Ephesians 2:3c and “Peccatum Originale” -- By: David L. Turner

Journal: Grace Theological Journal
Volume: GTJ 01:2 (Fall 1980)
Article: Ephesians 2:3c and “Peccatum Originale”
Author: David L. Turner


Ephesians 2:3c and “Peccatum Originale”

David L. Turner

I. Introduction

The student of hamartiology soon discovers that Eph 2:3c is a standard proof text for and often occurs in the various presentations of original sin (peccatum original or habituale). It may well be that after Rom 5:12–21 this passage is the most important in the NT on this doctrine. All branches of Christendom, including Reformed, Lutheran, Anglican, Arminian, and Roman Catholic1 have depended

upon this passage in formulating their hamartiological positions. There are those, however, who deny that this passage has any relevance to original sin.2 Their arguments are not to be taken lightly. The purpose of this paper is to determine whether Eph 2:3c actually supports the concept of original sin, and if so, what that contribution is.

One point of definition must be clarified first: this paper deals with original sin proper rather than the broader area of man’s depravity. Kuehner thus explains this term:

It is so named because (1) it is derived from the original root of mankind; (2) it is present in each individual from the time of his birth; (3) it is the inward root of all actual sins that defile the life of man.3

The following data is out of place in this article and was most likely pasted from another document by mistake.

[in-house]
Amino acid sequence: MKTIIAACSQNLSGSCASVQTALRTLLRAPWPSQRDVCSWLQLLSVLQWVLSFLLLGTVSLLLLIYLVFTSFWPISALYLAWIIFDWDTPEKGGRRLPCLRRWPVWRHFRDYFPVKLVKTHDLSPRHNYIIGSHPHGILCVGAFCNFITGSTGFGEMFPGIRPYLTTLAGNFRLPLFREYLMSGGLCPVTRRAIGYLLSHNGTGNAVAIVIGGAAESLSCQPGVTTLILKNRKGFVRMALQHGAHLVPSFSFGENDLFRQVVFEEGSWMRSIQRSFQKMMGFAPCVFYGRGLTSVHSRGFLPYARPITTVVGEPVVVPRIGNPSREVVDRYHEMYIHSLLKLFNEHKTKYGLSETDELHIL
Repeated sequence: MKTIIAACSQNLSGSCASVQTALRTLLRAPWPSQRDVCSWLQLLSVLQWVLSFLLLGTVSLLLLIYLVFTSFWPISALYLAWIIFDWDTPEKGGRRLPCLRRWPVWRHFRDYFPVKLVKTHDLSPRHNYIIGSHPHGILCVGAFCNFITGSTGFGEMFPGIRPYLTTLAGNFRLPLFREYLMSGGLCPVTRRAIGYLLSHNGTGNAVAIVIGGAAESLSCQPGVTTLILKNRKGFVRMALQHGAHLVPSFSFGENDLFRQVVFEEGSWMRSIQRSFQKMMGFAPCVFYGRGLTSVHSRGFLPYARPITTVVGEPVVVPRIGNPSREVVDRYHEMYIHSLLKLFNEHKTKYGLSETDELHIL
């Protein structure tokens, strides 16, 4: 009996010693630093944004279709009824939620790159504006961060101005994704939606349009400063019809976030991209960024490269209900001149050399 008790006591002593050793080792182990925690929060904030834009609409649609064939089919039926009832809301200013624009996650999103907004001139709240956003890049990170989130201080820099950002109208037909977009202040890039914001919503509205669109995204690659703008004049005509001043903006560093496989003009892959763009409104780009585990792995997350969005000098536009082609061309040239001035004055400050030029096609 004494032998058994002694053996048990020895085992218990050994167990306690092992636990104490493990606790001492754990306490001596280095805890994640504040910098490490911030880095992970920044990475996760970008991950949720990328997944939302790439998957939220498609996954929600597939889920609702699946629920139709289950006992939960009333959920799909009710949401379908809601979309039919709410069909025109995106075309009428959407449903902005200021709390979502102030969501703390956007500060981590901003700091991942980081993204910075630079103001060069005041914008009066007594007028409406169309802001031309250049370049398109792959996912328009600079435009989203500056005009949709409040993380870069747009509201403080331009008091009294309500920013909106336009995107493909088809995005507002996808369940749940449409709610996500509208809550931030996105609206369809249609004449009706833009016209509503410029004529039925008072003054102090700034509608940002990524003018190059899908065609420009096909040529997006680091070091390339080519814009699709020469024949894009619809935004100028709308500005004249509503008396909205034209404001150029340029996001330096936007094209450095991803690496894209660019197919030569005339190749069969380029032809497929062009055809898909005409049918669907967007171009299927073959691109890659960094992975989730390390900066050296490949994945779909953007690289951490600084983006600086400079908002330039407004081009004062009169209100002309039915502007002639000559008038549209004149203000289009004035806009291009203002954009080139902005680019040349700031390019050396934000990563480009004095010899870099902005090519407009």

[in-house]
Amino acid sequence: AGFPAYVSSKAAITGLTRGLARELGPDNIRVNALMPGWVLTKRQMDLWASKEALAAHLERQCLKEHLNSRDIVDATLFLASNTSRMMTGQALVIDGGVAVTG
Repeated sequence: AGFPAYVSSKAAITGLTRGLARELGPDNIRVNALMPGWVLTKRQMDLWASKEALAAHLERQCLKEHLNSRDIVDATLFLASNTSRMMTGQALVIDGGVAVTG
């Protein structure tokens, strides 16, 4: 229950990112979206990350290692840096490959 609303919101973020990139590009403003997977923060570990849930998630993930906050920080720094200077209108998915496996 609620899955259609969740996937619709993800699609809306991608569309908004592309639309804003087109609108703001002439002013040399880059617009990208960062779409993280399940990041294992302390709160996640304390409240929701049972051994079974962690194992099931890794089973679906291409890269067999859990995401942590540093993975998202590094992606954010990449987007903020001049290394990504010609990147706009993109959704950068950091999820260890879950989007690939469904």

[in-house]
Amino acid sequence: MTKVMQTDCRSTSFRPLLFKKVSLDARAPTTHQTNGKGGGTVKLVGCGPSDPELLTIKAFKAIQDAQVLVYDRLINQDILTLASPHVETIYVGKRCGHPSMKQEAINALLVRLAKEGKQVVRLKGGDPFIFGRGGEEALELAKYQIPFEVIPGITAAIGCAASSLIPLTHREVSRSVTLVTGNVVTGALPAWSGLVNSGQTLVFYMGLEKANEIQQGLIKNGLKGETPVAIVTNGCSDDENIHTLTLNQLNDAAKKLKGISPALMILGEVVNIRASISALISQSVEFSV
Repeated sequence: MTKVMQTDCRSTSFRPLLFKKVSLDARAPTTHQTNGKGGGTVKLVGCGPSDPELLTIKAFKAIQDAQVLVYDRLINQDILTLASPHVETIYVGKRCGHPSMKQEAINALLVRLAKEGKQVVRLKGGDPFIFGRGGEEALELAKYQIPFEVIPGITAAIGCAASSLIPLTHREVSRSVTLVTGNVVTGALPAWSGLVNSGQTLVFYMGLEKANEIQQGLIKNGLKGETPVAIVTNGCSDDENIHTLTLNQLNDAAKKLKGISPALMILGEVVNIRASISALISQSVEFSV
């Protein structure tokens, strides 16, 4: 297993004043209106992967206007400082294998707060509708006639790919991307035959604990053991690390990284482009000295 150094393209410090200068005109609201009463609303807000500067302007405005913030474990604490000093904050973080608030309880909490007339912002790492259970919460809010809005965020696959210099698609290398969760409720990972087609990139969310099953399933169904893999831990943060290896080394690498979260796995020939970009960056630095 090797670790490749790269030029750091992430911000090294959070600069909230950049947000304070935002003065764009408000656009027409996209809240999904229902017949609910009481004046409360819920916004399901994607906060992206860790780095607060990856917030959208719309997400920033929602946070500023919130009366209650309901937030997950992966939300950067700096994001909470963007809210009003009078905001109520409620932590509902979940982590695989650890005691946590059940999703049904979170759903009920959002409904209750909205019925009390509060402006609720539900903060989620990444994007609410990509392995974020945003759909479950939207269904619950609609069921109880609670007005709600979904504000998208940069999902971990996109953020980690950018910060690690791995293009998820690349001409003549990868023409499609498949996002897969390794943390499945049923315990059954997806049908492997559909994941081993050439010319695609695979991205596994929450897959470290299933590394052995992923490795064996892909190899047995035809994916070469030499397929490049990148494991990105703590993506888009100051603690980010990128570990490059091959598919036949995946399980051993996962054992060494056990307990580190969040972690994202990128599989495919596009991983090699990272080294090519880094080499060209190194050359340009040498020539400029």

It is true that “original sin” is often used with all three of these concepts in mind. As “original sin” is used in this paper, however, a narrower concept is implied: “the phrase original sin designates only the hereditary moral corruption common to all men from birth.”4

The investigation. then, relates to the legitimacy of using Eph 2:3c as a proof text for the hereditary moral corruption of man’s nature.

The term “nature” is used incessantly in articulating the doctrines of theology proper (specifically relating to the trinity), Christology (one person with two “natures”), anthropology (human “nature”), and hamartiology (sin “nature,” old “nature”). However, there is often confusion in the way this term is used. In this writer’s view, it is imperative to distinguish between a “person” as a substantive entity and a “nature” as a complex of attributes in any of these branches of theology.5...

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